Five years ago, in the run-up to the 2010 general election, Relationships Foundation published its Wellbeing in the Mirror – achieving and measuring a new sort of change, in which we asked the reader to “Imagine it’s May, 2015: what change will you have needed to see in the lifetime of a government to judge whether progress has been made in the right direction?”

Well, five years on it’s time for the report card which, in brief, reads: “Can Do Much Better, Must Do Much Better.”

Back in 2010 we argued that progress on the economy – tackling the deficit and restoring growth – would, of course, be essential. This would be important for wellbeing: unemployment, debt problems, job insecurity and high levels of inequality are harmful. But we also restated our case for the “big idea” we had been putting to the political parties for some years past that policy development, proposals for legislation and government action  should all be subject to a “Triple Test” – covering economic, environmental and social policy. In particular, we argued for an overarching “family-proofing” of policy as the cornerstone of the process of government. We wrote: 

A focus on relationships as the key to wellbeing allows for a more positive, less authoritarian, role for government of encouraging, enabling and supporting. Political leadership must look at where we are heading, put forward a vision for the future, and help us to get there. 

Getting relationships right is arguably the most important agenda in public policy, public services, business, communities and in our personal lives. We know what is needed. Our understanding of how to do it is improving. Let’s make sure debate is informed by an illuminating picture of what’s going on. In such a way we, as a country, can learn to have a better understanding of the advantages of trust, commitment, and neighbourliness and the life-destroying qualities of loneliness, distrust and social breakdown. It’s time to measure, through the relationships that hold us together, what makes life worthwhile.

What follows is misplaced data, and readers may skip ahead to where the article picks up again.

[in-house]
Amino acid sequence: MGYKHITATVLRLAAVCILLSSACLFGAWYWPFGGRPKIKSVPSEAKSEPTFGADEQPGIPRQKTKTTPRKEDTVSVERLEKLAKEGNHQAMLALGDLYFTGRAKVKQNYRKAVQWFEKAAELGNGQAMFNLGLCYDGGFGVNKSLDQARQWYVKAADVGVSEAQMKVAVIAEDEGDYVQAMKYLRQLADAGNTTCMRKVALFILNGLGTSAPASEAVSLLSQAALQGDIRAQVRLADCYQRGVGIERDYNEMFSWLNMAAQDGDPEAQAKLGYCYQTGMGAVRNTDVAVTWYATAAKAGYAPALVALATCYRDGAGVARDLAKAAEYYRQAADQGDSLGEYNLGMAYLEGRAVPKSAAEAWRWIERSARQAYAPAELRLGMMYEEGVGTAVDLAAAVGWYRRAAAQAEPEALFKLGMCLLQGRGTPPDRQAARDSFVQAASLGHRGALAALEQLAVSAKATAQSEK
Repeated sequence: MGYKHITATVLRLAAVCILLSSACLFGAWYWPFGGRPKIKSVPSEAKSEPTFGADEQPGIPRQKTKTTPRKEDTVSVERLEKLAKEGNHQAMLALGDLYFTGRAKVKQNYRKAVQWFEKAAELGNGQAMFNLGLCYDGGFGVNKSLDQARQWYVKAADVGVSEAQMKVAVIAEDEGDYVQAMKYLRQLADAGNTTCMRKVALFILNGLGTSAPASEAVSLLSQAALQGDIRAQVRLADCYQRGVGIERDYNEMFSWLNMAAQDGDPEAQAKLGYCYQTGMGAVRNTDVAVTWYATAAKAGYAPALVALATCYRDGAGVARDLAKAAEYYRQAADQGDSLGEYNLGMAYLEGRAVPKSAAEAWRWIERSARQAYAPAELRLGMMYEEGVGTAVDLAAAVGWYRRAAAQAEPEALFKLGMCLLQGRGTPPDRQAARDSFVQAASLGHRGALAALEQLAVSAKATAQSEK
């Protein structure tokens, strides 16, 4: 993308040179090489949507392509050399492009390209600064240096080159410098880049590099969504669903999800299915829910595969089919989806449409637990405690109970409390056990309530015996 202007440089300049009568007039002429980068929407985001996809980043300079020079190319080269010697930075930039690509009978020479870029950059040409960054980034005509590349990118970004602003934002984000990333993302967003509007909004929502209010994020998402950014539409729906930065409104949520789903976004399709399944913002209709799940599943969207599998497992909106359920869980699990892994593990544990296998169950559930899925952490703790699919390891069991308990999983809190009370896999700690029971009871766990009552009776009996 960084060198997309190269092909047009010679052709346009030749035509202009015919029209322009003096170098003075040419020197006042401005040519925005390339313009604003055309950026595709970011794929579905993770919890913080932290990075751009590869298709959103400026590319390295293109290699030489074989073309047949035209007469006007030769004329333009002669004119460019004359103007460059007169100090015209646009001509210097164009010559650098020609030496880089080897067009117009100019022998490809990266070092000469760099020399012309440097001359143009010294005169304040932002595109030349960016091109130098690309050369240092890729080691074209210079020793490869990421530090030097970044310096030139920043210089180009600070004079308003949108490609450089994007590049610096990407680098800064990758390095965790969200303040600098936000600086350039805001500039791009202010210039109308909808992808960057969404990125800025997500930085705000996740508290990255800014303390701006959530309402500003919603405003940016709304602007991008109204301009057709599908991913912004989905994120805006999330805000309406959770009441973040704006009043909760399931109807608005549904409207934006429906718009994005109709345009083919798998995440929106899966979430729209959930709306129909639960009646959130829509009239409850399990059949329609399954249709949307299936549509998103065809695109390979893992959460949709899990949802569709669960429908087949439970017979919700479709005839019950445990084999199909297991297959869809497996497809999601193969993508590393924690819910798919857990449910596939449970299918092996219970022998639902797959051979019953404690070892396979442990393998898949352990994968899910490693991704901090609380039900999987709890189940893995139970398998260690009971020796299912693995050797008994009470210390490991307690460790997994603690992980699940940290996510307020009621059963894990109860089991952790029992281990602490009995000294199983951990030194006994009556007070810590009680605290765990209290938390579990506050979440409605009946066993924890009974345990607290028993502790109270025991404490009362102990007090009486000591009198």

In particular we highlighted the importance of family relationships for wellbeing and for enabling progress in the face of fiscal constraints. In this context we have followed most closely the record of the Conservative Party, the major partner in the coalition government, which entered the 2010 election with strong pledges on how to “make Britain the most family-friendly country in Europe”.  Recognising that “strong families are the bedrock of a strong society” they promised to “help families with all the pressures they face”. The bottom line of this was that “Britain’s families will get our full backing across all our policies”.

The Conservatives’ Family Friendly pledge survived formally into the Coalition Agreement: “the Government believes that strong and stable families of all kinds are the bedrock of a strong and stable society. That is why we need to make our society more family friendly.” After the coalition agreement was signed, David Cameron wrote in the Daily Mail that “making Britain more family-friendly is still a crucial objective of this coalition government” (21 May 2010).

This seemed like a promising start but it was quickly apparent that political realities were falling far behind rhetoric. The constraints of coalition, the struggle to make the “Big Society” work as a narrative for government, and perhaps above all the priorities of deficit reduction and restoring economic growth, squeezed out much of the early optimism of social reform. With household incomes under pressure, the most important support for families became support for their incomes. “Winning the global race” and dealing with the fiscal deficit became the driving narrative of government.